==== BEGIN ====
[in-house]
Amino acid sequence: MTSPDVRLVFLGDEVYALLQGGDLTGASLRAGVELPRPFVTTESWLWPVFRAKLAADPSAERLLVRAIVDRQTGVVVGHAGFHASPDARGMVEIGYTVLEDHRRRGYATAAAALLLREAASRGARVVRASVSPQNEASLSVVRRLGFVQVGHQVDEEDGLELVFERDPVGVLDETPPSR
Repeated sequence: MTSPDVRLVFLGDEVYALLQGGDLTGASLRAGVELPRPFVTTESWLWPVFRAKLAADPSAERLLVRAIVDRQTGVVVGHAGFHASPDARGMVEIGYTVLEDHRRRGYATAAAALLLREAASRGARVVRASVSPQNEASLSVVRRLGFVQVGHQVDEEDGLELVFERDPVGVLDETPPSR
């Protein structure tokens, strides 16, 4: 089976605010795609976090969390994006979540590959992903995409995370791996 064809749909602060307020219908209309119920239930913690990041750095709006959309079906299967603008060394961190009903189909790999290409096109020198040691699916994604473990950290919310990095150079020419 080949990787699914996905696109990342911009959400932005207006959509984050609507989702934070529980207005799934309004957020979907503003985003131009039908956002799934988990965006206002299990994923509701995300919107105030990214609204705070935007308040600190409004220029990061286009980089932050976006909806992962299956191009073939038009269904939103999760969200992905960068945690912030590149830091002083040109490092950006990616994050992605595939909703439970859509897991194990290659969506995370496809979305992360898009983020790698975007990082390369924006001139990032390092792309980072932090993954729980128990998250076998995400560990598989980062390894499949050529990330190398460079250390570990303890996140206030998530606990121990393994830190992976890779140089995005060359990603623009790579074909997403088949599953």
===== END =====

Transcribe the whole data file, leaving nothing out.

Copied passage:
[in-house]
Amino acid sequence: MTSPDVRLVFLGDEVYALLQGGDLTGASLRAGVELPRPFVTTESWLWPVFRAKLAADPSAERLLVRAIVDRQTGVVVGHAGFHASPDARGMVEIGYTVLEDHRRRGYATAAAALLLREAASRGARVVRASVSPQNEASLSVVRRLGFVQVGHQVDEEDGLELVFERDPVGVLDETPPSR
Repeated sequence: MTSPDVRLVFLGDEVYALLQGGDLTGASLRAGVELPRPFVTTESWLWPVFRAKLAADPSAERLLVRAIVDRQTGVVVGHAGFHASPDARGMVEIGYTVLEDHRRRGYATAAAALLLREAASRGARVVRASVSPQNEASLSVVRRLGFVQVGHQVDEEDGLELVFERDPVGVLDETPPSR
């Protein structure tokens, strides 16, 4: 089976605010795609976090969390994006979540590959992903995409995370791996 064809749909602060307020219908209309119920239930913690990041750095709006959309079906299967603008060394961190009903189909790999290409096109020198040691699916994604473990950290919310990095150079020419 080949990787699914996905696109990342911009959400932005207006959509984050609507989702934070529980207005799934309004957020979907503003985003131009039908956002799934988990965006206002299990994923509701995300919107105030990214609204705070935007308040600190409004220029990061286009980089932050976006909806992962299956191009073939038009269904939103999760969200992905960068945690912030590149830091002083040109490092950006990616994050992605595939909703439970859509897991194990290659969506995370496809979305992360898009983020790698975007990082390369924006001139990032390092792309980072932090993954729980128990998250076998995400560990598989980062390894499949050529990330190398460079250390570990303890996140206030998530606990121990393994830190992976890779140089995005060359990603623009790579074909997403088949599953």